Offline wg

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Re: Is this the 2013 Wutai silver medal original mint packaging????
« Reply #53 on: April 27, 2014, 10:10:48 AM »


Offline mmissinglink

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Re: Is this the 2013 Wutai silver medal original mint packaging????
« Reply #55 on: April 27, 2014, 11:07:04 AM »
^  Right, they can't both be the OGP because one is in a baggie inside a plastic pouch and the other isn't.

Offline poconopenn

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Re: Is this the 2013 Wutai silver medal original mint packaging????
« Reply #56 on: April 27, 2014, 11:51:52 PM »
The sealing pattern of  pouch with bag inside in wg's picture is not Shenyang Mint. It is resealed by somebody.

Offline poconopenn

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Re: Is this the 2013 Wutai silver medal original mint packaging????
« Reply #57 on: April 28, 2014, 12:11:04 AM »
Pocono, I don't suppose those books are available in an English translated version, are they?

Just like Barsenault, I feel woefully inadequate in getting deeper understanding because some of the important writing on this subject is in Chinese....understandably of course.

Also, I'm curious to know is there is some internet source (in English preferably) which makes regularly updated lists of newly released  Chinese medals? I am a fan of medals.

The reason I ask is because if it weren't for a person in a different forum mentioning the Wutai silver medal and if it weren't for me logging into that forum regularly, I probably would never have learned of this medal. And it was by sheer luck that I learned about another Chinese medal that I want to buy soon. So, instead of learning of new medals by luck, I want to know if there is a source which focuses on medals which gives updates on newly released medals.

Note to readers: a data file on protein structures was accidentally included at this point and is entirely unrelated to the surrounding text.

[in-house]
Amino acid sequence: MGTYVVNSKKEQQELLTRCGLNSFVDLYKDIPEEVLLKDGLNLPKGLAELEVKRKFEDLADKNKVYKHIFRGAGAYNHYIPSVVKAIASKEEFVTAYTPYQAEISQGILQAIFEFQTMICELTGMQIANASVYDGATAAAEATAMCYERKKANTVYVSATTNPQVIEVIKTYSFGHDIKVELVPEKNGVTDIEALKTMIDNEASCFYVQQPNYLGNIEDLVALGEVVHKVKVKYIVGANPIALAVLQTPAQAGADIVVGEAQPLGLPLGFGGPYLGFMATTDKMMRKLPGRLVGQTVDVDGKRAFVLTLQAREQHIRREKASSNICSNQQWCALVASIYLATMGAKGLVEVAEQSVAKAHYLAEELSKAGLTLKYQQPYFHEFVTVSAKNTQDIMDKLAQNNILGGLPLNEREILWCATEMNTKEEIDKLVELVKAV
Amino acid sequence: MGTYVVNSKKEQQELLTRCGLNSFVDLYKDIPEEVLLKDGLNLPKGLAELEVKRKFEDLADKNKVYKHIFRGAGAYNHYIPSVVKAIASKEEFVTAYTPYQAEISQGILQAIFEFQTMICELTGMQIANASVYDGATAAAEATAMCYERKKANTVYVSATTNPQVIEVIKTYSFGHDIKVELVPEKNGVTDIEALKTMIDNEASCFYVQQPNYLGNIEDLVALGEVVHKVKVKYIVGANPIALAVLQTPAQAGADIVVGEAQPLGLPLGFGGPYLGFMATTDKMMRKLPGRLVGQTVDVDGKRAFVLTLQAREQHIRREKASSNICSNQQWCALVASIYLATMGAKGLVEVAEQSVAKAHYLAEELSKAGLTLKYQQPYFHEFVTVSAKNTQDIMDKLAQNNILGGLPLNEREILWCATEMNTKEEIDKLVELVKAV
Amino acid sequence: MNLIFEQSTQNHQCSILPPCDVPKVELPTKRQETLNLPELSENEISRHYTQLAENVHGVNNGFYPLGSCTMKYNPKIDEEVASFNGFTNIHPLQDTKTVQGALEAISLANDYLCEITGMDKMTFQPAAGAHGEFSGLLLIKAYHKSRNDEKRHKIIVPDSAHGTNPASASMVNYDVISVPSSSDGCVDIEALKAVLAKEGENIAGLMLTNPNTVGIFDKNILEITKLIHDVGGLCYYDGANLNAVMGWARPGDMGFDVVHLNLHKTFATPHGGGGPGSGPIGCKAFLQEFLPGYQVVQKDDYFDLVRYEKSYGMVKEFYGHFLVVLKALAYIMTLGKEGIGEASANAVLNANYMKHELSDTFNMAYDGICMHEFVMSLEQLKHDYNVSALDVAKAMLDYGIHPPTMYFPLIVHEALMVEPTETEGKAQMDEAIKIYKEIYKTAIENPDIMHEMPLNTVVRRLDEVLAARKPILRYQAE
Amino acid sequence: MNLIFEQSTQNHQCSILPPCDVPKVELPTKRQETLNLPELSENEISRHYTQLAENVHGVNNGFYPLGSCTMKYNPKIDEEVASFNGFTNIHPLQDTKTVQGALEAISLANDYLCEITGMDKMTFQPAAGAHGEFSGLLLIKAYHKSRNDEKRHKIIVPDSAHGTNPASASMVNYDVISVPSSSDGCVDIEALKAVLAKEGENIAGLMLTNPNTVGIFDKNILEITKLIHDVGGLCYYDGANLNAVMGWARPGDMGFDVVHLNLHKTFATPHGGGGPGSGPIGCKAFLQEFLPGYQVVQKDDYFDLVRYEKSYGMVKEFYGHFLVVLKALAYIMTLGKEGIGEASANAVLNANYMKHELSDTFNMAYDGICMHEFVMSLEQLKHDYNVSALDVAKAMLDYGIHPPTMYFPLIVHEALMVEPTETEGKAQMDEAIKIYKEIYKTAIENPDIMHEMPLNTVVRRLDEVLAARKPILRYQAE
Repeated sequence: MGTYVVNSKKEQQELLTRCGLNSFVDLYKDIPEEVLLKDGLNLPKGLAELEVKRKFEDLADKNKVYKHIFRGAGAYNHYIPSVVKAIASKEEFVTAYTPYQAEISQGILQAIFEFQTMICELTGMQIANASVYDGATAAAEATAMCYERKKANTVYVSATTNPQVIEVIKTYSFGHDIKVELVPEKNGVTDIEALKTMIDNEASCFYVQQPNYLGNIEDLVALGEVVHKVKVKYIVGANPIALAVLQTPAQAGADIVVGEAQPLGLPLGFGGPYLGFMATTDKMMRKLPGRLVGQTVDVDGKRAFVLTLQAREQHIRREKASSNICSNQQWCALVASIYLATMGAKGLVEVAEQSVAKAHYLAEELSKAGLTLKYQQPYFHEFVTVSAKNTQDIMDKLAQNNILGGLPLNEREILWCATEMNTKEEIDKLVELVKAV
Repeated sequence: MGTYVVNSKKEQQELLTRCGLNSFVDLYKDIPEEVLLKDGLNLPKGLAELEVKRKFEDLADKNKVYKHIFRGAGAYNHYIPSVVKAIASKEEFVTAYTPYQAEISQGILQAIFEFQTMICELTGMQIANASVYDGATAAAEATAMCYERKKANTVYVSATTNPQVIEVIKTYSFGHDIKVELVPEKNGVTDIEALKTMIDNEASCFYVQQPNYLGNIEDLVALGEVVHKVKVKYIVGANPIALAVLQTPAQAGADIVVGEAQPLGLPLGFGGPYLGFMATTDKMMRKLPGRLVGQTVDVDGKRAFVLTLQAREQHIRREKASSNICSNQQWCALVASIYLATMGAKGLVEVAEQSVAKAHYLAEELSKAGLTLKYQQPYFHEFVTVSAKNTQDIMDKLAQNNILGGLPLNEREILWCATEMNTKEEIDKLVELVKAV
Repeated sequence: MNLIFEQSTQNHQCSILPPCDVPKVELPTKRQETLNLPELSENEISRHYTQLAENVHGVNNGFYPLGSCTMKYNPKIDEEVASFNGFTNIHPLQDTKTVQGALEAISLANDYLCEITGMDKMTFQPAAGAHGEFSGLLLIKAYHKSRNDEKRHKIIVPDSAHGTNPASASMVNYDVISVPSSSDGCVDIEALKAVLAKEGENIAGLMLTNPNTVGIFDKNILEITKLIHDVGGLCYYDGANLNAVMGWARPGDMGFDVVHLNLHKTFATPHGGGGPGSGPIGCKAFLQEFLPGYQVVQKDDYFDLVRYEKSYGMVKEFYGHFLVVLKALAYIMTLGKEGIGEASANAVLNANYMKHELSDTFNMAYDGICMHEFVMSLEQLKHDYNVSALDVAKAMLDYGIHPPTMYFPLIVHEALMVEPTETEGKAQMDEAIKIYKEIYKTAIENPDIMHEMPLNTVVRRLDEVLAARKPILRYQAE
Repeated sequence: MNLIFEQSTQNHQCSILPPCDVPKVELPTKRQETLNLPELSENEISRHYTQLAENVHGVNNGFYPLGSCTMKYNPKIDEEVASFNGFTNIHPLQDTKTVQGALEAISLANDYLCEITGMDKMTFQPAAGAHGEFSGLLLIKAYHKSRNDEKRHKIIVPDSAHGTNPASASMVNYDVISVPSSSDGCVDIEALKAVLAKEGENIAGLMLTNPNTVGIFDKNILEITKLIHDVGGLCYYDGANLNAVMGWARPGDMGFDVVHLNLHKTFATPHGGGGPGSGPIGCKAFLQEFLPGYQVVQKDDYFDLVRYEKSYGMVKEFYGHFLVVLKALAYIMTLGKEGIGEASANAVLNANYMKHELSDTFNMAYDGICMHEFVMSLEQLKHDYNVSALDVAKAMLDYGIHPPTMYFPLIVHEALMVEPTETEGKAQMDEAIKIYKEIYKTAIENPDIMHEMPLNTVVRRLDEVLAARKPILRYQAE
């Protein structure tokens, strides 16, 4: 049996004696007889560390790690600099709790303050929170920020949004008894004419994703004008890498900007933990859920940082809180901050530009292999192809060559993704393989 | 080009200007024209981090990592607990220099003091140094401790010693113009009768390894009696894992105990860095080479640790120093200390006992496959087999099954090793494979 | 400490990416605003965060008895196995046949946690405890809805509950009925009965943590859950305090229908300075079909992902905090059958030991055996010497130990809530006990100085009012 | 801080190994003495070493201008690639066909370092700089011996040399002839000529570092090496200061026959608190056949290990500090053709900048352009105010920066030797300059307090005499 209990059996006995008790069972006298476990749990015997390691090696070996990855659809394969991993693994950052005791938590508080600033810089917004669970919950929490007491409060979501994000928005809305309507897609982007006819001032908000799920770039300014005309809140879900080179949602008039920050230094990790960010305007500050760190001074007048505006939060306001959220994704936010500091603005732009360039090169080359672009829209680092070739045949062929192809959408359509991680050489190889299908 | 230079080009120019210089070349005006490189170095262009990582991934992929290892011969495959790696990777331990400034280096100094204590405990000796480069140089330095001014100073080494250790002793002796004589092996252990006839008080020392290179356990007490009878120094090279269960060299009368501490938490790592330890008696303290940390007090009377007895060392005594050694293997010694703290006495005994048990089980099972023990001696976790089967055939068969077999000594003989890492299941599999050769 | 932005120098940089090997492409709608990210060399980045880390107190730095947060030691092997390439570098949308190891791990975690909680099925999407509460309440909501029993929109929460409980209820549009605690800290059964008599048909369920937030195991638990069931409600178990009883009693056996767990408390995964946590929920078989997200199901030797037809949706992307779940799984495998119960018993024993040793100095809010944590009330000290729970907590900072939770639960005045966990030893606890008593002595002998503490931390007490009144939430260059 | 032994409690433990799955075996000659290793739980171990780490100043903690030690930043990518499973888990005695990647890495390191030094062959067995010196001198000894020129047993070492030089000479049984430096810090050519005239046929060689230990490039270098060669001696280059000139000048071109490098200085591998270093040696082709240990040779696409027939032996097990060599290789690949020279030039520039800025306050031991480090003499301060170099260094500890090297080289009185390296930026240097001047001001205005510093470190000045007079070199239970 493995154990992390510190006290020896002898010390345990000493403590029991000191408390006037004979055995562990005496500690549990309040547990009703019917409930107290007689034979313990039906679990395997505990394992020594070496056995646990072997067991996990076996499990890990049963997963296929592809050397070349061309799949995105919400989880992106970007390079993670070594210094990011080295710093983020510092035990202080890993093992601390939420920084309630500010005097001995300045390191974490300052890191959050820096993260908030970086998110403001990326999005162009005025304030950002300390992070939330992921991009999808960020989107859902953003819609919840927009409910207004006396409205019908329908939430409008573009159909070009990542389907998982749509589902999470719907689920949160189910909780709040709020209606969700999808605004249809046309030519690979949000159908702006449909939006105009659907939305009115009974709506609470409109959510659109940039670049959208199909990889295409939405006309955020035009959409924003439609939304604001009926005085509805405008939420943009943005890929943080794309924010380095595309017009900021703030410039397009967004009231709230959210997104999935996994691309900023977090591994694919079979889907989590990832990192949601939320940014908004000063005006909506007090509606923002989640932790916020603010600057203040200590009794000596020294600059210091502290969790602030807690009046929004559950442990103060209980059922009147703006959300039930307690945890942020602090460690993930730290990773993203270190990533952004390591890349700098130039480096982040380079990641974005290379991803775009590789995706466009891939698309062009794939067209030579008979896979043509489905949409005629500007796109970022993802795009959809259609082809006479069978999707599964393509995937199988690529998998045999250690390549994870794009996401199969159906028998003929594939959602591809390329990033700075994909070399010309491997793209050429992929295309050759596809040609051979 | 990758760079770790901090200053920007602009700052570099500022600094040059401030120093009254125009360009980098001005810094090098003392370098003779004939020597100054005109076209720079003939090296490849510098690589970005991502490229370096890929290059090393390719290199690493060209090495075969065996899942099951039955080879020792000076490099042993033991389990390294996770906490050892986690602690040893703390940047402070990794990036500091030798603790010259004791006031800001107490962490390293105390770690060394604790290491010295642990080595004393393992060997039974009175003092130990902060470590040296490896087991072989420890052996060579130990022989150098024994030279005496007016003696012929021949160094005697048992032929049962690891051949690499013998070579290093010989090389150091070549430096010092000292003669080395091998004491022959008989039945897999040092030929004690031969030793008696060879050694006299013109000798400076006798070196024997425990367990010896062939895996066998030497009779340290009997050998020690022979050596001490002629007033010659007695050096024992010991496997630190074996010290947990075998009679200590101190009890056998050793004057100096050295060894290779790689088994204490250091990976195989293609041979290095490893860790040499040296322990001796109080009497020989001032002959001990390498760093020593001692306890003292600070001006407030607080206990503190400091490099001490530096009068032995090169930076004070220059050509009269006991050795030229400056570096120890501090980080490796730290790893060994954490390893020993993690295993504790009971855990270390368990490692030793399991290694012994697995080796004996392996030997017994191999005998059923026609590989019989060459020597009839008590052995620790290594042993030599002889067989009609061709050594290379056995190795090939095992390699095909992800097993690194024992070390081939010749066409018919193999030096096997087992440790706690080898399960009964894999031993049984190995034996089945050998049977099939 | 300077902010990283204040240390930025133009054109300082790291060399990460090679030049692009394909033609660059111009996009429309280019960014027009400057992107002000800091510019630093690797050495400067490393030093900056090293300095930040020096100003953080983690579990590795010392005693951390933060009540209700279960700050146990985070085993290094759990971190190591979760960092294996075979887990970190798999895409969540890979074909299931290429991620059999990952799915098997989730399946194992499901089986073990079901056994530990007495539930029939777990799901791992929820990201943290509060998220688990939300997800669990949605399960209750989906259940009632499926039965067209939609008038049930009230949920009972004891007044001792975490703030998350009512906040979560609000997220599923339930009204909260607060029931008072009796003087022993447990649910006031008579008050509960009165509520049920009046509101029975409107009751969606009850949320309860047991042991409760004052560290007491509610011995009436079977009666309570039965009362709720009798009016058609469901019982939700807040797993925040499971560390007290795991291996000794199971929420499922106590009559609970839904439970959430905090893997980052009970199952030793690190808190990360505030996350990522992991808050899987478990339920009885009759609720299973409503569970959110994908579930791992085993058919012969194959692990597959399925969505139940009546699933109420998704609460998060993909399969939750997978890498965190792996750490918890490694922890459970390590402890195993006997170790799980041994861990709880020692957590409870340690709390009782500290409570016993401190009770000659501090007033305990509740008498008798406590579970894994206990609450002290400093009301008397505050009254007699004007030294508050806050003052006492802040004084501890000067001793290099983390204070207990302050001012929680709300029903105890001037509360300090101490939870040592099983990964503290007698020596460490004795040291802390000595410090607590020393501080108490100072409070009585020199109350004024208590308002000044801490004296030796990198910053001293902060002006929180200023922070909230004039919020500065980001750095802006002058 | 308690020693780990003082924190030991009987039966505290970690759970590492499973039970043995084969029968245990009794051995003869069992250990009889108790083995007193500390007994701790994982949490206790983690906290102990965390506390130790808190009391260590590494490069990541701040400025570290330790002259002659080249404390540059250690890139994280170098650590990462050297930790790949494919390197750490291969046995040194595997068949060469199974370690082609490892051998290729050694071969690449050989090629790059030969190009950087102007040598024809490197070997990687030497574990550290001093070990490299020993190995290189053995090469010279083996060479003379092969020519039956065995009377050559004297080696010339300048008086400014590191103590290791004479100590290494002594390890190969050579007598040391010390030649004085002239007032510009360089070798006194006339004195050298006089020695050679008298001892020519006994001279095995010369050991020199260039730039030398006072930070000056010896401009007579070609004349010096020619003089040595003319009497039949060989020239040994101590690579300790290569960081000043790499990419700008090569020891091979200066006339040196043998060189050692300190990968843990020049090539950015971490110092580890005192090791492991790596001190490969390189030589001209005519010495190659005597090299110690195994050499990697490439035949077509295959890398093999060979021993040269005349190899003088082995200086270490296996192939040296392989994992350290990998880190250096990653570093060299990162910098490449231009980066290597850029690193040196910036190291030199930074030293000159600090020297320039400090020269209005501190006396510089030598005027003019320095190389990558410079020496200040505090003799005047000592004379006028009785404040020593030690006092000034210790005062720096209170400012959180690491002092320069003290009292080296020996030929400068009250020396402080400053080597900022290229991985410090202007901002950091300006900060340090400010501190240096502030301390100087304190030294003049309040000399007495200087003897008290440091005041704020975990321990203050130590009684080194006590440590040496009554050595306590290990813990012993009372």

Sorry, there is no English website to discuss Chines medal, except CCF.

Here is the website of Shanghai Mint. The page shows pictures of medals issued recently.

http://www.shmintjp.com/

Here is website of Shenyang Mint. The page show pictures of products issued recently.

http://www.sy-mint.com/Product.asp



barsenault

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Re: Is this the 2013 Wutai silver medal original mint packaging????
« Reply #58 on: April 28, 2014, 06:22:25 AM »
The sealing pattern of  pouch with bag inside in wg's picture is not Shenyang Mint. It is resealed by somebody.

Dang.  I got the one with a bag from Lucky.  Bummer.  Better not be a fake. Why would someone put a bag inside? Strange.  You think the one with a bag is fake?

barsenault

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Re: Is this the 2013 Wutai silver medal original mint packaging????
« Reply #59 on: April 28, 2014, 06:25:06 AM »
Sorry, there is no English website to discuss Chines medal, except CCF.

Here is the website of Shanghai Mint. The page shows pictures of medals issued recently.

http://www.shmintjp.com/

Here is website of Shenyang Mint. The page show pictures of products issued recently.

http://www.sy-mint.com/Product.asp



wow, there are some nice medals.  as someone said, it seems as though there are unlimited amount, and unless you are doing this as a collector of art, it's best to stay away as an investor.  How does one know which to get or which to stay away from as an investor.  Too many to know the difference.  I have to say, the way the chinese can put such intricate detail on a piece of medal is quite astounding and impressive.  It is simply delicious.  :-)  
« Last Edit: April 28, 2014, 06:51:05 AM by barsenault »